Twins of Evil (1971) [31 Days of Hammer Horror Review]

Jules picks up where he left off in October by running through some of the choice horror offerings from the fantastic Hammer back catalogue.

You can check out the rest of our “31 Days of Hammer” by CLICKING HERE.

Released: 1971
Starring: Peter Cushing, Mary Collinson, Madeleine Collinson
Director: John Hough

The final chapter in the loose Karnstein trilogy, Twins Of Evil shifted the focus away from the bewitching Carmilla to her (initially at least) human descendant, the debauched and very decadent Count Karnstein.

With a taut script that rattles along at a fair pace, Twins Of Evil ups the sex and violence quota (especially the violence) that was the norm with Hammer at the time, but with its brilliantly realised gothic setting and a powerhouse performance from Peter Cushing, it stands out as a perfect blend of Hammer’s golden and modern eras.

The village of Karnstein is plagued by the activities of the local Puritan witchhunters led by the cruel and pious Gustav Weill (Peter Cushing), a man on mission to do God’s work, even if it involves burning innocent young women alive on a regular basis.

Up in the castle that overlooks the village, Count Karnstein (Damien Thomas) is a bored, decadent nobleman, tiring of petty debuacheries. When he offers up a peasant girl as a human sacrifice, his prayers are answered, calling forth his ancestor Countess Mircalla Karnstein (Katya Wyeth) from her grave, who turns the willing Count into a vampire.

When Weill’s newly-orphaned twin nieces arrive in the village, both immediately capture Karnstein’s interest. Maria (Mary Collinson) is an innocent and good-hearted soul, but her sister Frieda (Madeleine Collinson) has somewhat of the devil in her, and soon gives herself to the Count, willingly becoming a vampire herself…

Hammer might have been arguably past it’s prime, but Twins Of Evil is up there with its very best. The slow and measured pace that characterised even some of their finest films in the past is completely abandoned here, with Tudor Gates’ script moving at a relentless pace from that first shocking scene of Weill’s Brotherhood acting as judge, jury and executioner.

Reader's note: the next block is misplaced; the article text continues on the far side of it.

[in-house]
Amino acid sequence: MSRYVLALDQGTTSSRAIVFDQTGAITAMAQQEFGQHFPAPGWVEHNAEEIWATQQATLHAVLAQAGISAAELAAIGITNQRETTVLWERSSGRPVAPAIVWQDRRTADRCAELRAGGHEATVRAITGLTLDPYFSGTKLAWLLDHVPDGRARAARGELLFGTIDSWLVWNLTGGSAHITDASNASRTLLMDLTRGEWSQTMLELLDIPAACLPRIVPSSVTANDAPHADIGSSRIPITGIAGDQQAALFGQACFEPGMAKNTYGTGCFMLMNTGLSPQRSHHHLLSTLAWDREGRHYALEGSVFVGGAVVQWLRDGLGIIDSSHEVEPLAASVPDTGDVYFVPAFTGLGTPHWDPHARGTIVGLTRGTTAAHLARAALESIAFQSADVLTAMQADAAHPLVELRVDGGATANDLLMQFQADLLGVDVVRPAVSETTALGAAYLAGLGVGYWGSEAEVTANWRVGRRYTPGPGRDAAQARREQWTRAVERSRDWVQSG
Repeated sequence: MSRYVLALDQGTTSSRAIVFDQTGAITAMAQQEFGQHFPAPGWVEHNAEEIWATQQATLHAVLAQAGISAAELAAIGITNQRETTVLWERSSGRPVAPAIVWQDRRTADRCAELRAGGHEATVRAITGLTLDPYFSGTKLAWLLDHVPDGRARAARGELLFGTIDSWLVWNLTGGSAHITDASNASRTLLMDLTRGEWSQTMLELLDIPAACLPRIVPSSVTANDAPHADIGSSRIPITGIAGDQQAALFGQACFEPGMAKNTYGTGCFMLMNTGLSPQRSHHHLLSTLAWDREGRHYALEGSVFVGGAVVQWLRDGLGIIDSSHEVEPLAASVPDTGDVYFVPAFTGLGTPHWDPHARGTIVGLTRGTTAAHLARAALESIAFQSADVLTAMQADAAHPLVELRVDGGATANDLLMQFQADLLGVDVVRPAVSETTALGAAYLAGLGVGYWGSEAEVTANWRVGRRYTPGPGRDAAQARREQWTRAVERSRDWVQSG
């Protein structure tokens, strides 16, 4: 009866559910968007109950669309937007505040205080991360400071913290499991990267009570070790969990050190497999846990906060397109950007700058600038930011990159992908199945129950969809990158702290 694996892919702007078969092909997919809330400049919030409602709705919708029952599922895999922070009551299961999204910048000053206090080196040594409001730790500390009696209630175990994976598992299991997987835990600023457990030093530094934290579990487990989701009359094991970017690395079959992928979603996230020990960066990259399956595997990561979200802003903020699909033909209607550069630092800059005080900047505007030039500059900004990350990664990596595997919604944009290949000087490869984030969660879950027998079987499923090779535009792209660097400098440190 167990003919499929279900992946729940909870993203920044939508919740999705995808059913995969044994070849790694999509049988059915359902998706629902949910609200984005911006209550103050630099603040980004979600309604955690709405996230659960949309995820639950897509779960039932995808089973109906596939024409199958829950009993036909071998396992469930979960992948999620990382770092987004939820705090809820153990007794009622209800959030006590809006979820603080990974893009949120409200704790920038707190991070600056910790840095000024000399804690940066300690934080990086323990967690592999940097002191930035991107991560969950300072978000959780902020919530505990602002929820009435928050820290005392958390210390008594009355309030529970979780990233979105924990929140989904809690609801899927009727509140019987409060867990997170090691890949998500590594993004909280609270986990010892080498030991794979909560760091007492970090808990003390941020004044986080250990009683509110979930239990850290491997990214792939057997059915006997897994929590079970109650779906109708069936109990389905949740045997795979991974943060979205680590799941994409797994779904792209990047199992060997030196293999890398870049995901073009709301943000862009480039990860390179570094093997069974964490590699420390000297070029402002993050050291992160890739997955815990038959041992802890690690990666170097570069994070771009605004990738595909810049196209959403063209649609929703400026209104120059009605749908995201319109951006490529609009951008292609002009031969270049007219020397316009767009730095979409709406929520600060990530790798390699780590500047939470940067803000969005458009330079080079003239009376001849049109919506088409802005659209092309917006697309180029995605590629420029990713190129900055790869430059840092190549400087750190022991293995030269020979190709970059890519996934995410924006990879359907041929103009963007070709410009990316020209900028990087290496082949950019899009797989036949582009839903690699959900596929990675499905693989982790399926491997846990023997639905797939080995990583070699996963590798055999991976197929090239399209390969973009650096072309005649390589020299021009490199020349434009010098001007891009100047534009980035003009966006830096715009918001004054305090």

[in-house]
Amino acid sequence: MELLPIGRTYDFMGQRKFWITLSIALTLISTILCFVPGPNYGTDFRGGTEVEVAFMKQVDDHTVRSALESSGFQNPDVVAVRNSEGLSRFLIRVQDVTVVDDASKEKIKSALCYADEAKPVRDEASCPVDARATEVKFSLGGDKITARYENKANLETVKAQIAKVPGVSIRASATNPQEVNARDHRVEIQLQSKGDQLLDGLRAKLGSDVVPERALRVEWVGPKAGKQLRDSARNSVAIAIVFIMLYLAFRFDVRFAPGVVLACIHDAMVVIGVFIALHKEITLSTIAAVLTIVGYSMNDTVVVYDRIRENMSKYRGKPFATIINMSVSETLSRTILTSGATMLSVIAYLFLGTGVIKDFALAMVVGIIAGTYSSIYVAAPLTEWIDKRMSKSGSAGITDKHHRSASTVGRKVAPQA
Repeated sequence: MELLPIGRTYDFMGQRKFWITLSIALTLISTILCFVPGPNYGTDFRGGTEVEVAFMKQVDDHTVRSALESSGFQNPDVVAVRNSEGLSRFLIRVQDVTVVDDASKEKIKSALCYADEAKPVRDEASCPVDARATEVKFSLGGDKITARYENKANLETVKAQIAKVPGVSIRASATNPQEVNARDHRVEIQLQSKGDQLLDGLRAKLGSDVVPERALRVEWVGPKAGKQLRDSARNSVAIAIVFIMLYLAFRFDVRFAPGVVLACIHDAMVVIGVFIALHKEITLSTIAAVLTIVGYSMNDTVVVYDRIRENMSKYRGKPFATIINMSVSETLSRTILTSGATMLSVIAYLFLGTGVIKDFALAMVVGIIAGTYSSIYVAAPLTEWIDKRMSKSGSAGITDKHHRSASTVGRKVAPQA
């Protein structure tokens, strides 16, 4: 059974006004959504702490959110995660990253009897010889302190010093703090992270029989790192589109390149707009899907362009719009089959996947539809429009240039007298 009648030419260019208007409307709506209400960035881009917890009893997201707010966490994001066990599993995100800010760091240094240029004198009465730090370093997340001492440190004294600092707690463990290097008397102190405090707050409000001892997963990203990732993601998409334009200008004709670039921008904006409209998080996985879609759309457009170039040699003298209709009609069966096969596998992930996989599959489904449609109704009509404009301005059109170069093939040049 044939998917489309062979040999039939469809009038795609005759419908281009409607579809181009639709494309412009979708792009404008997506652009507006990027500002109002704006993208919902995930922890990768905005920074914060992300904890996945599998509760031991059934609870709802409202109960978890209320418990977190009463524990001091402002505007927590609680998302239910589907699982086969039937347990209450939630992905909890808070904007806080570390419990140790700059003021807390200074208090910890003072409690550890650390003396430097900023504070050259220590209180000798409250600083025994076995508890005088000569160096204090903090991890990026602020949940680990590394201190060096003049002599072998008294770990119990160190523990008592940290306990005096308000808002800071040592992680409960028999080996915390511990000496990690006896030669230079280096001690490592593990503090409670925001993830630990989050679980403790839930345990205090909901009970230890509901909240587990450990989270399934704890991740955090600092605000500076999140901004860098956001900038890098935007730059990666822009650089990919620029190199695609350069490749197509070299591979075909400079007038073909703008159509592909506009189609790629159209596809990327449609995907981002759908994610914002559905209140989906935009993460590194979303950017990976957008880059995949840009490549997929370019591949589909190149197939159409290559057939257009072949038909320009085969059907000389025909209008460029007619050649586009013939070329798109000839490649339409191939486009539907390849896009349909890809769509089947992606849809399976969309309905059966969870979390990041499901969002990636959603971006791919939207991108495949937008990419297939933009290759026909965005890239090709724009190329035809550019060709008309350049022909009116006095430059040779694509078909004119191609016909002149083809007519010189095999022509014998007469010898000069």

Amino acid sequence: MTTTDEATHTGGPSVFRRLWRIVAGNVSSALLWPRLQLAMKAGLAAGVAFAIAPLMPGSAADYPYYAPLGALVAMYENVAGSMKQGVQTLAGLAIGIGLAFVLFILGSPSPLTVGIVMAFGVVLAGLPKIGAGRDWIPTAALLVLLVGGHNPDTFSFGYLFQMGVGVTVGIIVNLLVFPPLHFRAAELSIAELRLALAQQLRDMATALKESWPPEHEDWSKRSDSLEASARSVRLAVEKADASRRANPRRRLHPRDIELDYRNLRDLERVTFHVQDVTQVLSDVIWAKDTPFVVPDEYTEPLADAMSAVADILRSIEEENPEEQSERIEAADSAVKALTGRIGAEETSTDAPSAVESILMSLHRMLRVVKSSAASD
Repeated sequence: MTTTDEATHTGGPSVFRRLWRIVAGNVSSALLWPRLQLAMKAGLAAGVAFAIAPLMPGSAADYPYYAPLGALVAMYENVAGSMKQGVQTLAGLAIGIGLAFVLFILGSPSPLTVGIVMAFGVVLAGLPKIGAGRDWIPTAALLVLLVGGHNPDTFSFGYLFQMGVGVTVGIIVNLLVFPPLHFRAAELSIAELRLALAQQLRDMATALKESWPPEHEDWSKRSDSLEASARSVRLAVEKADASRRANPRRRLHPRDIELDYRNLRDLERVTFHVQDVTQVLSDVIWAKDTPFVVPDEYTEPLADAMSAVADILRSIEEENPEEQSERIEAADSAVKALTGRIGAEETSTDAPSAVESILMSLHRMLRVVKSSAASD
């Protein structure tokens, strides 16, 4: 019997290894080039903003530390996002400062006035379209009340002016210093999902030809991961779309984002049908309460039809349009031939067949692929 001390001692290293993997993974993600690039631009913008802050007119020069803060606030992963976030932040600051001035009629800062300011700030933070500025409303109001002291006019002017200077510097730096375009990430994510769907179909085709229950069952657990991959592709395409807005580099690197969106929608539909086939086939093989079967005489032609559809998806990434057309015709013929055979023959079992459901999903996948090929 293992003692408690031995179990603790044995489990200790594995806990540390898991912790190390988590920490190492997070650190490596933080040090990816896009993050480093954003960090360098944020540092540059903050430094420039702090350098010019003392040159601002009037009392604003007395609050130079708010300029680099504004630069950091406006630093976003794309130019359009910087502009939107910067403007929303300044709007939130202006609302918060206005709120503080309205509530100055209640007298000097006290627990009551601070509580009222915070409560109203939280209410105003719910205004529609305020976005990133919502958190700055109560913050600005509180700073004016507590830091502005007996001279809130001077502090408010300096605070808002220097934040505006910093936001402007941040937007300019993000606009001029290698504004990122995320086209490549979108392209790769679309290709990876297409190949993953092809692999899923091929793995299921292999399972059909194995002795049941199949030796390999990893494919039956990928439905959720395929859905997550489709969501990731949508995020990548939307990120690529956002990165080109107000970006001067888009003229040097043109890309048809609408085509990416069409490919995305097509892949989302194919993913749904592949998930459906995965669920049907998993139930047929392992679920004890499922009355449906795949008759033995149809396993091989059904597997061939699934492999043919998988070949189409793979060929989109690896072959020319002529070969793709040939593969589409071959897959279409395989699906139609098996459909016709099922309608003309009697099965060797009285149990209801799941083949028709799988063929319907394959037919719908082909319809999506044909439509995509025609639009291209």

Damien Thomas makes an immediate impact as the debauched Count and would have made a fine villain in any other film, but is faced with an impossible task here of competing with the peerless Peter Cushing in one of his finest ever performances.

Initially, Gustav Weill is to all intents and purposes a villain. Ostensibly a man of god, he sees evil everywhere and acts accordingly. Playing him almost like a Van Helsing gone badly wrong, Cushing is magnificent here, cold, callous and downright malevolent, he’s a holy terror and a truly frightening presence on screen.

There’s more to the character though and the great man carries it magnificently. His conversation with his wife when he first finds out about Frieda’s turning and has to be talked out of turning the Brotherhood on Maria too is beautifully played, subtly showing the man underneath the cloth, who genuinely believes he’s doing the right thing until challenged.

Similarly, seeing him almost broken when he realises he’s almost burned the wrong sister is almost heartbreaking, with Cushing making you feel for a man you’ve been hating for most of the film. He’s never anything but superb, but in Gustav Weill, Cushing gave one of his very best performances and he’s nothing but a joy to watch here.

As the eponymous twins themselves, Hammer made a real discovery with the Collinson sisters. No mere eye candy, both actresses are totally believable in their very different roles, with Mary’s vulnerable but essentially strong Maria holding her own against her sister Madeleine’s more showy turn as the wilful and corruptible Frieda.

Beautifully shot by director John Hough, Twins Of Evil is laden with atmosphere, evoking an almost fairy tale quality within its dark morality tale. There’s no real heroes here, just well-rounded characters of varying shades of grey up against the darkest of evils, with only David Warbeck’s schoolteacher/would-be love interest Anton Hoffer taking a stand.

It’s that ambiguity that makes Twins If Evil stand out, that and its relentless pace, thrilling set pieces, gorgeous design and most of all, that towering central performance from Mr Cushing.

Their twilight years might have been approaching fast, but in Twins Of Evil, Hammer proved that they still could be a force to reckon with. Magnificent.

Rating: 5/5

JULESAVThe Writer of this piece was: Jules Boyle
Jules tweets from @Captain_Howdy

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